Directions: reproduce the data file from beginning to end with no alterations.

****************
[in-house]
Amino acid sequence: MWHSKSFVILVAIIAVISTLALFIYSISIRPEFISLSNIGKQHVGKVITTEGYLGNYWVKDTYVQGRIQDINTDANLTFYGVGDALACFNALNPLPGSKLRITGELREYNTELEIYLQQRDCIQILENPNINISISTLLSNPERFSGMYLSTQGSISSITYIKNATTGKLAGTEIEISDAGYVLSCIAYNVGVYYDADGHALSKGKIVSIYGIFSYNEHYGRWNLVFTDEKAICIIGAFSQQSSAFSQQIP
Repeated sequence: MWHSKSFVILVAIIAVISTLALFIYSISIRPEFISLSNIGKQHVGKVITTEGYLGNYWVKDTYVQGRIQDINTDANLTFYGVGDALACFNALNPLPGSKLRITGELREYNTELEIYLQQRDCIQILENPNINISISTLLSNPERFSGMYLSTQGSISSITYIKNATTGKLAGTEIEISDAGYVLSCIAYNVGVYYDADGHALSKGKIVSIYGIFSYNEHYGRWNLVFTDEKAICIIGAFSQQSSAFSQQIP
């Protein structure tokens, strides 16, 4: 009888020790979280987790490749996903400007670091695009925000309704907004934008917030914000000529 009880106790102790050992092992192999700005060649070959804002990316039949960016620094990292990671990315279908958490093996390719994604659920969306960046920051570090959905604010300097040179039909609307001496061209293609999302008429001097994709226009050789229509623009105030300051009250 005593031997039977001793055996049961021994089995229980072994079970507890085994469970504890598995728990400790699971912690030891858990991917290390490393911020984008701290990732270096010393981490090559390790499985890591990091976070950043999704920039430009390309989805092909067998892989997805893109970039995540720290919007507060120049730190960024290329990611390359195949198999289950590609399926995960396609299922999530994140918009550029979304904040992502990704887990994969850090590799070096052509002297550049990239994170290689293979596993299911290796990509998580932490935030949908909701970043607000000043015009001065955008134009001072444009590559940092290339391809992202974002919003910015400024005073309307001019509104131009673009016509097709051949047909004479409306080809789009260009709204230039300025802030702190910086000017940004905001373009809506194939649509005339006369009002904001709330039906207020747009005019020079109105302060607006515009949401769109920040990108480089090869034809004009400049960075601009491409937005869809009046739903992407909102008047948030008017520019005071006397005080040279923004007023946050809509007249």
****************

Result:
[in-house]
Amino acid sequence: MWHSKSFVILVAIIAVISTLALFIYSISIRPEFISLSNIGKQHVGKVITTEGYLGNYWVKDTYVQGRIQDINTDANLTFYGVGDALACFNALNPLPGSKLRITGELREYNTELEIYLQQRDCIQILENPNINISISTLLSNPERFSGMYLSTQGSISSITYIKNATTGKLAGTEIEISDAGYVLSCIAYNVGVYYDADGHALSKGKIVSIYGIFSYNEHYGRWNLVFTDEKAICIIGAFSQQSSAFSQQIP
Repeated sequence: MWHSKSFVILVAIIAVISTLALFIYSISIRPEFISLSNIGKQHVGKVITTEGYLGNYWVKDTYVQGRIQDINTDANLTFYGVGDALACFNALNPLPGSKLRITGELREYNTELEIYLQQRDCIQILENPNINISISTLLSNPERFSGMYLSTQGSISSITYIKNATTGKLAGTEIEISDAGYVLSCIAYNVGVYYDADGHALSKGKIVSIYGIFSYNEHYGRWNLVFTDEKAICIIGAFSQQSSAFSQQIP
């Protein structure tokens, strides 16, 4: 009888020790979280987790490749996903400007670091695009925000309704907004934008917030914000000529 009880106790102790050992092992192999700005060649070959804002990316039949960016620094990292990671990315279908958490093996390719994604659920969306960046920051570090959905604010300097040179039909609307001496061209293609999302008429001097994709226009050789229509623009105030300051009250 005593031997039977001793055996049961021994089995229980072994079970507890085994469970504890598995728990400790699971912690030891858990991917290390490393911020984008701290990732270096010393981490090559390790499985890591990091976070950043999704920039430009390309989805092909067998892989997805893109970039995540720290919007507060120049730190960024290329990611390359195949198999289950590609399926995960396609299922999530994140918009550029979304904040992502990704887990994969850090590799070096052509002297550049990239994170290689293979596993299911290796990509998580932490935030949908909701970043607000000043015009001065955008134009001072444009590559940092290339391809992202974002919003910015400024005073309307001019509104131009673009016509097709051949047909004479409306080809789009260009709204230039300025802030702190910086000017940004905001373009809506194939649509005339006369009002904001709330039906207020747009005019020079109105302060607006515009949401769109920040990108480089090869034809004009400049960075601009491409937005869809009046739903992407909102008047948030008017520019005071006397005080040279923004007023946050809509007249």